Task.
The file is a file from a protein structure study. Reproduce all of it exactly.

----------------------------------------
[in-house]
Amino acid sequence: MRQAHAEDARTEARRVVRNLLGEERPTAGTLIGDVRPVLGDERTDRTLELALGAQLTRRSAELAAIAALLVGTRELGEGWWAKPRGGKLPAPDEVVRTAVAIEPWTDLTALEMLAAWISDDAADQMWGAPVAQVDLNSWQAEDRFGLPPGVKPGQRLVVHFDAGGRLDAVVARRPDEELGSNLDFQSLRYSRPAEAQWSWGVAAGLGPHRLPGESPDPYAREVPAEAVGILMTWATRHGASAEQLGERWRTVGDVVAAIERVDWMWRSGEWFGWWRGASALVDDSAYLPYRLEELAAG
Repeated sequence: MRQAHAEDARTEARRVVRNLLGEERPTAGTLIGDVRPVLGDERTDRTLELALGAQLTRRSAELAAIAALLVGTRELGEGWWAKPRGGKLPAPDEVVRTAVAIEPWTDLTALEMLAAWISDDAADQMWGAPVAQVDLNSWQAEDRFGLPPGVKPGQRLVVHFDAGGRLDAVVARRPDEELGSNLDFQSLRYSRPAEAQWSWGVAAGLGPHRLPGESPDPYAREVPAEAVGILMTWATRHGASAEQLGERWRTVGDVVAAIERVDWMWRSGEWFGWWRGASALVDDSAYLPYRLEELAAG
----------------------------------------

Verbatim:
[in-house]
Amino acid sequence: MRQAHAEDARTEARRVVRNLLGEERPTAGTLIGDVRPVLGDERTDRTLELALGAQLTRRSAELAAIAALLVGTRELGEGWWAKPRGGKLPAPDEVVRTAVAIEPWTDLTALEMLAAWISDDAADQMWGAPVAQVDLNSWQAEDRFGLPPGVKPGQRLVVHFDAGGRLDAVVARRPDEELGSNLDFQSLRYSRPAEAQWSWGVAAGLGPHRLPGESPDPYAREVPAEAVGILMTWATRHGASAEQLGERWRTVGDVVAAIERVDWMWRSGEWFGWWRGASALVDDSAYLPYRLEELAAG
Repeated sequence: MRQAHAEDARTEARRVVRNLLGEERPTAGTLIGDVRPVLGDERTDRTLELALGAQLTRRSAELAAIAALLVGTRELGEGWWAKPRGGKLPAPDEVVRTAVAIEPWTDLTALEMLAAWISDDAADQMWGAPVAQVDLNSWQAEDRFGLPPGVKPGQRLVVHFDAGGRLDAVVARRPDEELGSNLDFQSLRYSRPAEAQWSWGVAAGLGPHRLPGESPDPYAREVPAEAVGILMTWATRHGASAEQLGERWRTVGDVVAAIERVDWMWRSGEWFGWWRGASALVDDSAYLPYRLEELAAG